Are you old enough to remember the joys of the Smith-Corona portable typewriter? That cunning machine had a strategy to drive its users nuts: it would allow you to type a manuscript page calmly enough, normally enough, without too many hassles…until you got all the way down to the bottom of the page. That would entail, oh, about 300 words, if there were no heads or subheads, no indented block quotes, no lines of poetry, or whatnot. Around 1,794 characters, including the spaces. Not counting the characters that you had to type over twice using correction tape.
Then, on the very last line, some 23 double-spaced lines down the page, the paper would slip out of the platen and SCOOTCH up as you typed, causing the bottom line to bend and slide off the bottom of the effing page.
So you would get to waste some more time typing the entire damn page over.
Computers are like that. Only multiplied by ten to the power of 100. Like the Smith-Corona, computers have a malign intelligence. Only they’re much, much smarter than a portable typewriter. Whatever a computer can screw up, a computer will screw up.
Yesterday I spent FIVE HOURS on the phone with three Apple service reps, trying to figure out what MacMail did with incoming notifications from Facebook. After I’d tried to organize the mailbox so as to get the perpetual blizzard of Facebook blather under control, MacMail started to disappear all notifications from Facebook.
The method I use is the one I use to derail spam and to organize statements from creditors: set up a separate “mailbox” in Mail (this is actually a “folder” or a “subdirectory,” depending on what brand of jargon you favor) and then write a “rule” (we call that “code”) to tell MacMail to send any messages from XXS to that mailbox.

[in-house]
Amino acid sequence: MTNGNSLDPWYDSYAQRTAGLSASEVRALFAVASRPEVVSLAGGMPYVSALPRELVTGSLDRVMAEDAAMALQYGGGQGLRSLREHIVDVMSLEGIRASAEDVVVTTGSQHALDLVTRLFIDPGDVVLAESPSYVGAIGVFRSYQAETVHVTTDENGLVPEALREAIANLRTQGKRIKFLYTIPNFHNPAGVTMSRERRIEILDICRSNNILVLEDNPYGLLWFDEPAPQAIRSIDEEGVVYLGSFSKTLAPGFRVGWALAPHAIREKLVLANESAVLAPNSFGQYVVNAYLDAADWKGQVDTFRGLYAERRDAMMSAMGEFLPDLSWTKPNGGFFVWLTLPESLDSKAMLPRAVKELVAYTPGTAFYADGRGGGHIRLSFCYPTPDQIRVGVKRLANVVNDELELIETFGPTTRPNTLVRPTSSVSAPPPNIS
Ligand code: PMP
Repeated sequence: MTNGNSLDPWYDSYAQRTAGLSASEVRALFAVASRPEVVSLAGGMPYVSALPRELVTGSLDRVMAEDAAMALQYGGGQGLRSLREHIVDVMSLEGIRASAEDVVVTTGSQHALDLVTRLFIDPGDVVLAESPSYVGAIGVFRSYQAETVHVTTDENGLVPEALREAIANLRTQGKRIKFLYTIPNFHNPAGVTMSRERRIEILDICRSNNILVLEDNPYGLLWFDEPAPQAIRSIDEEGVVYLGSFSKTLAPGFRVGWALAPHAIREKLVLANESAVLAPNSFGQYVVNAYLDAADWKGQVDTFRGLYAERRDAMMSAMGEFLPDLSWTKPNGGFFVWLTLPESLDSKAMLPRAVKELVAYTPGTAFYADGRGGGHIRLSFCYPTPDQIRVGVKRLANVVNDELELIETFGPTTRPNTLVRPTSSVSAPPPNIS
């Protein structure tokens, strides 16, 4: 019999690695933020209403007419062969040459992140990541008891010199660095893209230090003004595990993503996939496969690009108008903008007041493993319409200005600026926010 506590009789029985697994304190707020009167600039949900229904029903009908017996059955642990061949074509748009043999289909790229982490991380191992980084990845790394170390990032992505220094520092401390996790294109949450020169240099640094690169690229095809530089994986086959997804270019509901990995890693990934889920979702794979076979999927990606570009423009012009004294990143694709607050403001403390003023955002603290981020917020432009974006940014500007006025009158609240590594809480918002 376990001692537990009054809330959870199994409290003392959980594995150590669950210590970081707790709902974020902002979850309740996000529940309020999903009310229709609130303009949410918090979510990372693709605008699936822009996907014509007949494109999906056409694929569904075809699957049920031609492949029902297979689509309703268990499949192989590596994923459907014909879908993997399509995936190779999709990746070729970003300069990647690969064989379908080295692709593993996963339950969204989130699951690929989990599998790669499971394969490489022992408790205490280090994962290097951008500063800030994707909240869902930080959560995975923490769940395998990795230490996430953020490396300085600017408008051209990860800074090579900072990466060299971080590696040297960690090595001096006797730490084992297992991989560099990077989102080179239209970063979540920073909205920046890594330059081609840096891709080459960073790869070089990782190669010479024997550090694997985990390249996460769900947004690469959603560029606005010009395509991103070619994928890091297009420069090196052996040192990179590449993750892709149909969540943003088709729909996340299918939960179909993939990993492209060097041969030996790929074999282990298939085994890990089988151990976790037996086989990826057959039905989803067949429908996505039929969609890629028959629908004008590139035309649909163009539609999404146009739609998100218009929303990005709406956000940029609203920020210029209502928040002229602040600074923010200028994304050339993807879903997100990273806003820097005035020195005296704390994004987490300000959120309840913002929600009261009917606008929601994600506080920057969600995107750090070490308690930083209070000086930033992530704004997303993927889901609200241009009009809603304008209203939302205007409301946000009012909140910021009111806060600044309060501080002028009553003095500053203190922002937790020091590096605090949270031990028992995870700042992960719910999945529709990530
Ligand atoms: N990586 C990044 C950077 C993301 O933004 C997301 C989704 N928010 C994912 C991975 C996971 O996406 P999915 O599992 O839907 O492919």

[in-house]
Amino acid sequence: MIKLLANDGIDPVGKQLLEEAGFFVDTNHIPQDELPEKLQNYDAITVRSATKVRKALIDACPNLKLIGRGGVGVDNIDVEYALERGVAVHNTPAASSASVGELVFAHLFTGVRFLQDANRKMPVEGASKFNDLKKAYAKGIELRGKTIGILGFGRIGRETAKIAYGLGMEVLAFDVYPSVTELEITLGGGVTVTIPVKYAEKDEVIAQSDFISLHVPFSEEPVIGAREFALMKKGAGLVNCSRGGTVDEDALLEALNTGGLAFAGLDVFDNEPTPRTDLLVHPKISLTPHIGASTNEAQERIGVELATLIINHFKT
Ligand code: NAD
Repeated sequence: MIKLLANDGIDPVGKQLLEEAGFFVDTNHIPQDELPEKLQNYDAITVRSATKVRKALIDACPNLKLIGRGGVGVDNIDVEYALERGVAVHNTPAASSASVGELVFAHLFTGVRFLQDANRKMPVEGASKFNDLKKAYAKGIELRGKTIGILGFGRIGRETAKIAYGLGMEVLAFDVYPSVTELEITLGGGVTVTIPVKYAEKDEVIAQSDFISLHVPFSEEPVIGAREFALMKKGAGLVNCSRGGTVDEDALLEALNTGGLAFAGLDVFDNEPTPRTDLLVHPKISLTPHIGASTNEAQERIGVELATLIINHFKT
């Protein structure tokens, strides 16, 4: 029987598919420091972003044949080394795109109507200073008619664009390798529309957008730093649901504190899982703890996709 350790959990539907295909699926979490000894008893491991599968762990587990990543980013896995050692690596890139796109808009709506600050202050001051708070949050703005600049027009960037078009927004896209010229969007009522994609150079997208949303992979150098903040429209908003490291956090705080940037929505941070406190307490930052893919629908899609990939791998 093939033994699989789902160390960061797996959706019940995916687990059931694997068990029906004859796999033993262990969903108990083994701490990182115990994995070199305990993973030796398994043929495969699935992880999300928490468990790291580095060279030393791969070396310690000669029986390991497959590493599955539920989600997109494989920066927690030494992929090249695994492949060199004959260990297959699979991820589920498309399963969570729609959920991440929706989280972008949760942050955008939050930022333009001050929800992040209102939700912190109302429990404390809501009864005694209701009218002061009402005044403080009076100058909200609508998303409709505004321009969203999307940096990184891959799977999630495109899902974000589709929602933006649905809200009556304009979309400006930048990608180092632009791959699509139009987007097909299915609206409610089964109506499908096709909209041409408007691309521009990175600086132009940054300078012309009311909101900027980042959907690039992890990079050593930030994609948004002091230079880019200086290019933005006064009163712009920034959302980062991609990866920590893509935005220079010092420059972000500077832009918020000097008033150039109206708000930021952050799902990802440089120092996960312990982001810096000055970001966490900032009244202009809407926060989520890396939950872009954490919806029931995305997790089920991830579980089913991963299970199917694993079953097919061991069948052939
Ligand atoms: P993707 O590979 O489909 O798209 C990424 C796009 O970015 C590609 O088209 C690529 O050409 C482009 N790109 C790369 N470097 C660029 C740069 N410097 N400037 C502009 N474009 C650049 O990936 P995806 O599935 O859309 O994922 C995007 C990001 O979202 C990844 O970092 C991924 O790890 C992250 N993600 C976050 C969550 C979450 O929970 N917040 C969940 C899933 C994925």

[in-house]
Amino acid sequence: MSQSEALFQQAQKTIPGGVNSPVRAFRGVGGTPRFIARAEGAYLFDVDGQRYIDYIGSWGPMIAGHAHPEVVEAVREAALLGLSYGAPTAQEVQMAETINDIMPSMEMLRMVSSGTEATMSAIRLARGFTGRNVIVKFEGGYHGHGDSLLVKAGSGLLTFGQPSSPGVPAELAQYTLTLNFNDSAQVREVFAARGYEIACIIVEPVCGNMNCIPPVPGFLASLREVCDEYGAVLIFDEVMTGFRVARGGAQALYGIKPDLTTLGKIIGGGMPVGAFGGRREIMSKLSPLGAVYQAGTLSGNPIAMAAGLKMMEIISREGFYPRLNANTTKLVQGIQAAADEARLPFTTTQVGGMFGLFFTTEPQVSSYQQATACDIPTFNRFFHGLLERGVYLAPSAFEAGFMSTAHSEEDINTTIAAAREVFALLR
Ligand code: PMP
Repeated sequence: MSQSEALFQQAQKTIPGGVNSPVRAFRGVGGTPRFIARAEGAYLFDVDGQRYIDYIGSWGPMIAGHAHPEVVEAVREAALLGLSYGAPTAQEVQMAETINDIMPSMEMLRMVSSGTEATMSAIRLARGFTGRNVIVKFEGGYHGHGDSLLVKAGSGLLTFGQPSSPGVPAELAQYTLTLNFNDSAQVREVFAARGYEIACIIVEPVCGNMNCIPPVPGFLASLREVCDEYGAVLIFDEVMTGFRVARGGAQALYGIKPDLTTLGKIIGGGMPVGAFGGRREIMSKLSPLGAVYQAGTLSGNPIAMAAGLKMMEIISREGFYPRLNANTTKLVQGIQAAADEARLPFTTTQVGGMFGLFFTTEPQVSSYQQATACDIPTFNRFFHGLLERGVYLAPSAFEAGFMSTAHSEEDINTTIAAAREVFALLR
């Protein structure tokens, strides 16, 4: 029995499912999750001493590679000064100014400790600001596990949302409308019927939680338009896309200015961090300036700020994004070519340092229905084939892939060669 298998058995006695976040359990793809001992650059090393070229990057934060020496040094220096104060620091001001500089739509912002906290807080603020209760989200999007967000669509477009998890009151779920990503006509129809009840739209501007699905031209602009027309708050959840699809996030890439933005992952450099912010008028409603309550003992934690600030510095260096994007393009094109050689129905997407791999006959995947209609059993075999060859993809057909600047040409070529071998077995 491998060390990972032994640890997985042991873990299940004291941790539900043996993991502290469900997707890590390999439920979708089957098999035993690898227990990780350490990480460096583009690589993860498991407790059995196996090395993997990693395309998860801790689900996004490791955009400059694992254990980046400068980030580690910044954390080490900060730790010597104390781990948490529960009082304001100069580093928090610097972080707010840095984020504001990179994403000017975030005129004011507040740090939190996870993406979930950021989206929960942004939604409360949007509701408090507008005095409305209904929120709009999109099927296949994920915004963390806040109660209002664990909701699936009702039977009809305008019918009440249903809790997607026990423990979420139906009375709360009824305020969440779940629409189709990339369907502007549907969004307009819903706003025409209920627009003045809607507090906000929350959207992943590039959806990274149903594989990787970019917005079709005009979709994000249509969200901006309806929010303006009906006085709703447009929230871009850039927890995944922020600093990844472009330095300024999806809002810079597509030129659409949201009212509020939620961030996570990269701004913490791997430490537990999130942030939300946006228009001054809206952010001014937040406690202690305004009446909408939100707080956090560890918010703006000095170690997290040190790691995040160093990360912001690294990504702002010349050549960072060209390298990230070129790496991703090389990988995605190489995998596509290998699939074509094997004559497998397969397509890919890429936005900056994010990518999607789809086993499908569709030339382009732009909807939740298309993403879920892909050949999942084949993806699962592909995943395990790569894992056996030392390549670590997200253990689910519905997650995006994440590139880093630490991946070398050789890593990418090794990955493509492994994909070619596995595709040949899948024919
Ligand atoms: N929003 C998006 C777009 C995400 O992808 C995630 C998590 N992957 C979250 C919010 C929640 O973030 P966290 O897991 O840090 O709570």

Complicating matters, I belong to two Facebook groups and imagined that I would like incoming from each of those groups sorted into their own, separate “mailboxes.”
This was working well until my fingers slipped on the accursed MacBook touchpad. For those of you who are not Maccie, the Macbook inflicts a keypad that responds to “gestures.” Wiggle your fingers wrong on the thing, and you’ll give it some command that never entered your mind. Apparently that’s what happened…though we never did ascertain whether that really was the issue or what.
All of a sudden, no notifications of any kind came in from Facebook. Ever. Nothing. Nought. Zip. Radio silence.
I ended up having to reboot my computer from Time Machine to reset MacMail to a point before this little fiasco occurred. Were it not for DropBox, wherein most of my data reside, I would have lost four days worth of work!!!!!!!
Fortunately, everything was saved to DropBox, and fortunately I have an ancient iMac that can access DB…because engaging Time Machine did cause the MacBook to forget four days worth of content and to forget what the directory structure of DropBox looks like.
Needless to say, I got exactly nothing done yesterday. Unless you count wrestling angrily with a computer system as “something.”
I’d intended to finish today’s Ella’s Story episode so I could post it today. But by the time I got done untangling the mess, I was weeping with frustration and rage. Gave up. Went swimming. Fed the dogs. And went to bed.